President Donald Trump was questioned by a reporter on Tuesday concerning his unsubstantiated belief that Middle Eastern people were among those in the caravan that’s traveling to the United States-Mexico border. “They could very well be,” Trump responded, entertaining the idea less concretely but still holding onto it without proof.


The reporter continued to question Trump’s claim, citing the milquetoast response from Trump’s White House that did little to back him up. “There’s no proof of anything,” Trump exclaimed. “There’s no proof of anything. But they could very well be.” Trump has also accused Democrats of supporting this caravan, claiming they would use it to improve their performance during the upcoming midterm elections.

Trump has often antagonized the media, accusing companies like Google of “suppressing” conservatives’ voices and reporters of misrepresenting him and his administration. But, as The Washington Post‘s Aaron Blake explains, the nature of reporters — who are taught to seek the truth — clashes with Trump, who is less than invested in being truthfull.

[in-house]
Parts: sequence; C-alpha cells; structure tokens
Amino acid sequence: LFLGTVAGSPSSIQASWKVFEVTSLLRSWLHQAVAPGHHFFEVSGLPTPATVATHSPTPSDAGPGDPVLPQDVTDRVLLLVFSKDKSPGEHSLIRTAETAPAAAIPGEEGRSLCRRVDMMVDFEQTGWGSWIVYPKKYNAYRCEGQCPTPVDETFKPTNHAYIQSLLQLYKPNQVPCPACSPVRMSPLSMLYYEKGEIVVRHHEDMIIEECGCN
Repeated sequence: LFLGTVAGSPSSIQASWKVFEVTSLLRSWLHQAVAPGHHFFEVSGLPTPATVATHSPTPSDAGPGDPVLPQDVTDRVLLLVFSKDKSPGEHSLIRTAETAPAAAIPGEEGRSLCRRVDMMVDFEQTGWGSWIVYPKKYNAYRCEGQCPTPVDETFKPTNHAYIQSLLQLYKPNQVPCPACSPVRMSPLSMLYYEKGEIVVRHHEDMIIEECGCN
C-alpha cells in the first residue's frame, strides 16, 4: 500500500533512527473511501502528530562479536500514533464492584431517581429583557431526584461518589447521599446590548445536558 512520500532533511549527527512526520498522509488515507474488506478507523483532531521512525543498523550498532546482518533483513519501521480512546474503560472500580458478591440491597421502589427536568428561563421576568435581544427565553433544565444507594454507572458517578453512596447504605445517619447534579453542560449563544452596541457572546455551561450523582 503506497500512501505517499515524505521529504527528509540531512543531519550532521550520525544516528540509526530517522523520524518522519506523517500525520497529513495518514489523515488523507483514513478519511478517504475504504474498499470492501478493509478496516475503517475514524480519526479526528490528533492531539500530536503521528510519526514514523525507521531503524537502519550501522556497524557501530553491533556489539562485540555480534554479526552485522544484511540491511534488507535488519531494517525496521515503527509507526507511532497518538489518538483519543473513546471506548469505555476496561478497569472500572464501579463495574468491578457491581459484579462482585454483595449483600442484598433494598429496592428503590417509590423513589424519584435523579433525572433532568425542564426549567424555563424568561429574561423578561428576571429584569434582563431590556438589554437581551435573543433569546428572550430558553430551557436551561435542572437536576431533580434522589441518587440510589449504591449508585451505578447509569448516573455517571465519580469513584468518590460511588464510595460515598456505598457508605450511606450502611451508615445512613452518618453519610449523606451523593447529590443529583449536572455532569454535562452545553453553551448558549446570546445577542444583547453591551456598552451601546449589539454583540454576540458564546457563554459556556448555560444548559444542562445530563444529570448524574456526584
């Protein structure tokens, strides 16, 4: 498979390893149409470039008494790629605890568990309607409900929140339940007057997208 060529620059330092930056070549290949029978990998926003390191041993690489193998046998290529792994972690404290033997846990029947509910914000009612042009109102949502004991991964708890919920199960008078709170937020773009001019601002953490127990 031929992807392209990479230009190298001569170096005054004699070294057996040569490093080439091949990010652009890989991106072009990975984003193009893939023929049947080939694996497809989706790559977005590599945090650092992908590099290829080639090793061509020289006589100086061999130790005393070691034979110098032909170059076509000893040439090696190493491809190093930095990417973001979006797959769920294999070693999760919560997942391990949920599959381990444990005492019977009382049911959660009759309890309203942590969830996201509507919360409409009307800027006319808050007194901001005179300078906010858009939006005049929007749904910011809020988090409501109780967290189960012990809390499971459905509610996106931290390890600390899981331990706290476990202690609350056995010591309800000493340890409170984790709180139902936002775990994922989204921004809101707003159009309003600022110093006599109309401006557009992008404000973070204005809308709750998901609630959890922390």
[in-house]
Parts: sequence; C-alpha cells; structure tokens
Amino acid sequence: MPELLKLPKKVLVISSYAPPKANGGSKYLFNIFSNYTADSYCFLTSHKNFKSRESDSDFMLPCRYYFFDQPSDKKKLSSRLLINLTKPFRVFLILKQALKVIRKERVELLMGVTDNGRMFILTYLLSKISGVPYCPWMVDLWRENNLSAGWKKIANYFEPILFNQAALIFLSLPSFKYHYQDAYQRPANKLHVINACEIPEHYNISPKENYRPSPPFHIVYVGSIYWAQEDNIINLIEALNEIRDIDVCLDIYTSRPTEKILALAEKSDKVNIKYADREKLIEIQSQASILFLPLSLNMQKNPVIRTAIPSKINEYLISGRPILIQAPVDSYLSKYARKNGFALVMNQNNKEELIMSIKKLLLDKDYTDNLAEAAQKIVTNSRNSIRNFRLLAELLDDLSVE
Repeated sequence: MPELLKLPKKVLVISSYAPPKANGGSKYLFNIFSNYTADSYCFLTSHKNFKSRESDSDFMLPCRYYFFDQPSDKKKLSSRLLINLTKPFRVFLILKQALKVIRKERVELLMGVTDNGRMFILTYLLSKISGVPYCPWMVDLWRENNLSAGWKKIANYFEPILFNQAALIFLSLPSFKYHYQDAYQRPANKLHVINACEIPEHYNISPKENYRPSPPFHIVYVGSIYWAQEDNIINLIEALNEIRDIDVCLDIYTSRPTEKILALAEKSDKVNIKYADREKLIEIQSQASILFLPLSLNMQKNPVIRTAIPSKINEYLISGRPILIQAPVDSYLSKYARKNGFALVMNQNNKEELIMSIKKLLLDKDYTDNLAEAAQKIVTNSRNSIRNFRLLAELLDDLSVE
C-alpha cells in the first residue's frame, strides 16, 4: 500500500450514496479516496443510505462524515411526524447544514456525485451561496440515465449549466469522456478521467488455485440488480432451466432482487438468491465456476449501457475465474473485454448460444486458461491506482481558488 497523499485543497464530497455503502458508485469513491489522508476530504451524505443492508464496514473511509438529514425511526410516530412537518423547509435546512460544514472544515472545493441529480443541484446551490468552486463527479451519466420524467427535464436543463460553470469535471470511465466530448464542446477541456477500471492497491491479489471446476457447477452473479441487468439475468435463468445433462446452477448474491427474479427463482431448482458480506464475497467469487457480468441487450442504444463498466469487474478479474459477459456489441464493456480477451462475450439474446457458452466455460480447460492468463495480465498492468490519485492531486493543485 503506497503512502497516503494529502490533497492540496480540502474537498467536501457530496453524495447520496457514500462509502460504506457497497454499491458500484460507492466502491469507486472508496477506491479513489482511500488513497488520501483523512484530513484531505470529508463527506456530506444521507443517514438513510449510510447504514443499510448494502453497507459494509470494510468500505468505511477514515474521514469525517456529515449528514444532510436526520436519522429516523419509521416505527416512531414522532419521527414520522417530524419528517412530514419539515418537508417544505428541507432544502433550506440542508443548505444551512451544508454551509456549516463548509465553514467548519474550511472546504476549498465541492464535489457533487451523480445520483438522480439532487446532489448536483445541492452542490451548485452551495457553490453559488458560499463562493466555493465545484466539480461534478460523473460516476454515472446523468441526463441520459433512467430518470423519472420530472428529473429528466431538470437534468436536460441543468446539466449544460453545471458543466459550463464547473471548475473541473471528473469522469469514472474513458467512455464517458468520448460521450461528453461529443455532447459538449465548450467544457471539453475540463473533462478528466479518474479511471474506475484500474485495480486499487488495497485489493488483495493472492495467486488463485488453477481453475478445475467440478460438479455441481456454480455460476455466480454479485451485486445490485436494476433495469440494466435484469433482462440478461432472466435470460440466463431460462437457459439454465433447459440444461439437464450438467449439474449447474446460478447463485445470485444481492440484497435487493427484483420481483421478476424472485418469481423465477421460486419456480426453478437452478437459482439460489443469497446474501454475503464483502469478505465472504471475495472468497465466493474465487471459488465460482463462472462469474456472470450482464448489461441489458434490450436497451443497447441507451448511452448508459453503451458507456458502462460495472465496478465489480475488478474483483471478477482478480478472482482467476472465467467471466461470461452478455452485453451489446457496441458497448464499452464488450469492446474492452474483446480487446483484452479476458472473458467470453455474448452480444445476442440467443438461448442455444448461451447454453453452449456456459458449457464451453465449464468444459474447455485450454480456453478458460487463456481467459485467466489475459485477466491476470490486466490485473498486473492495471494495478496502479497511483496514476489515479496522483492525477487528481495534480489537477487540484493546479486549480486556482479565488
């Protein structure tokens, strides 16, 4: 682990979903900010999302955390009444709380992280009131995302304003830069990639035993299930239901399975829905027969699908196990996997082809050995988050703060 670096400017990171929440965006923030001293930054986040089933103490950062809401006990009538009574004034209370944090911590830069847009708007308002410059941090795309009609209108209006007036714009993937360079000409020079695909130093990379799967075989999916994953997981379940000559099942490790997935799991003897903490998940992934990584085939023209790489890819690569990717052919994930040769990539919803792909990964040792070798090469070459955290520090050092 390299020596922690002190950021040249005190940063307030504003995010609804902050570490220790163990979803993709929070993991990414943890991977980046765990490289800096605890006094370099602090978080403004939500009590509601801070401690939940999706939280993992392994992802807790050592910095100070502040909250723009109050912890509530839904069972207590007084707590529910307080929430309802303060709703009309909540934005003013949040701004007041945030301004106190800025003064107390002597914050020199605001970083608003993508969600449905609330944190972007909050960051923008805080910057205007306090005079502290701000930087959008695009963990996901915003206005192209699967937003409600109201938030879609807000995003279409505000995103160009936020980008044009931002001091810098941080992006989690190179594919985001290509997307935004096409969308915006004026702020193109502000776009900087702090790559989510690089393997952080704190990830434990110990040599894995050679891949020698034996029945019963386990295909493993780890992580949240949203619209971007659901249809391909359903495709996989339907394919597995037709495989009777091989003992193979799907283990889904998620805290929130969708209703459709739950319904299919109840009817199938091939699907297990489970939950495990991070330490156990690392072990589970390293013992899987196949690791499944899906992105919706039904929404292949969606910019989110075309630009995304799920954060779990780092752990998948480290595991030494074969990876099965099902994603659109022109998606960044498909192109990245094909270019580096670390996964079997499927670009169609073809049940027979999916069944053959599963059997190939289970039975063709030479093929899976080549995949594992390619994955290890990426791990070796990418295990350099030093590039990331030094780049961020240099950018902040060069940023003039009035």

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Citing Trump’s “no proof” comment as the latest example, Blake discusses the ecosystem Trump and his administration have curated for his supporters, one where they are conditioned to question the media. Kellyanne Conway‘s famous usage of the phrase “alternative facts” was pivotal in building this environment, and subsequent comments, like Trump’s “What you’re seeing and what you’re reading is not what’s happening,” only serving to reinforce it.

According to the Washington Post, Trump has made more than 5,000 documented dishonest claims since becoming president and they have increased in their heavy-handedness. And while other politicians do lie, Trump knows to use his. According to an interview with the Daily Beast, a senior official affirms that Trump’s staff is well-aware that his claim is not true. “It doesn’t matter if it’s 100 percent accurate,” the official said. “This is the play.”

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